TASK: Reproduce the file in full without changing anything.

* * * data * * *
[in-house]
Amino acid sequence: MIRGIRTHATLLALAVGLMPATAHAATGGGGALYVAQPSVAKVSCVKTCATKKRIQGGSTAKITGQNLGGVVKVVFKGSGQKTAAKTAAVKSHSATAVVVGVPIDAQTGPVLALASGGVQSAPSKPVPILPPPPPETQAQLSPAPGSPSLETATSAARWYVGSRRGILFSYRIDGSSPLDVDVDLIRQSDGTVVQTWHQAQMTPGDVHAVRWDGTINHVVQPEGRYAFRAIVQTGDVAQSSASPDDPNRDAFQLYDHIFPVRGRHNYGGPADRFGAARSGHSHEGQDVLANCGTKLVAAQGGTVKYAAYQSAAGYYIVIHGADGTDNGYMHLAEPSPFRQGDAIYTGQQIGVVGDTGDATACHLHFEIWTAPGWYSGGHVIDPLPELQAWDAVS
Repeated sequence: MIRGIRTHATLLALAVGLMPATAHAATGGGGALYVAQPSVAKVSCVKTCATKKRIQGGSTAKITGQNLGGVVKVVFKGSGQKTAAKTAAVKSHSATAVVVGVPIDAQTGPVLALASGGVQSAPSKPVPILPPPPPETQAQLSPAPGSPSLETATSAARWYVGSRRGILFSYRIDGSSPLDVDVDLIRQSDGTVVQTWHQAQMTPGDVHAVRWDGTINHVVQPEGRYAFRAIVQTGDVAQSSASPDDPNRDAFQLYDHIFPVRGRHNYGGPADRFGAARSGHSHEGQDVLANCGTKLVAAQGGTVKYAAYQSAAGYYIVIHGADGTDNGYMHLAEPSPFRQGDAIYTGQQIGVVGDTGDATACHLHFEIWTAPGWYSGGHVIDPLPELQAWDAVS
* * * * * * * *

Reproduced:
[in-house]
Amino acid sequence: MIRGIRTHATLLALAVGLMPATAHAATGGGGALYVAQPSVAKVSCVKTCATKKRIQGGSTAKITGQNLGGVVKVVFKGSGQKTAAKTAAVKSHSATAVVVGVPIDAQTGPVLALASGGVQSAPSKPVPILPPPPPETQAQLSPAPGSPSLETATSAARWYVGSRRGILFSYRIDGSSPLDVDVDLIRQSDGTVVQTWHQAQMTPGDVHAVRWDGTINHVVQPEGRYAFRAIVQTGDVAQSSASPDDPNRDAFQLYDHIFPVRGRHNYGGPADRFGAARSGHSHEGQDVLANCGTKLVAAQGGTVKYAAYQSAAGYYIVIHGADGTDNGYMHLAEPSPFRQGDAIYTGQQIGVVGDTGDATACHLHFEIWTAPGWYSGGHVIDPLPELQAWDAVS
Repeated sequence: MIRGIRTHATLLALAVGLMPATAHAATGGGGALYVAQPSVAKVSCVKTCATKKRIQGGSTAKITGQNLGGVVKVVFKGSGQKTAAKTAAVKSHSATAVVVGVPIDAQTGPVLALASGGVQSAPSKPVPILPPPPPETQAQLSPAPGSPSLETATSAARWYVGSRRGILFSYRIDGSSPLDVDVDLIRQSDGTVVQTWHQAQMTPGDVHAVRWDGTINHVVQPEGRYAFRAIVQTGDVAQSSASPDDPNRDAFQLYDHIFPVRGRHNYGGPADRFGAARSGHSHEGQDVLANCGTKLVAAQGGTVKYAAYQSAAGYYIVIHGADGTDNGYMHLAEPSPFRQGDAIYTGQQIGVVGDTGDATACHLHFEIWTAPGWYSGGHVIDPLPELQAWDAVS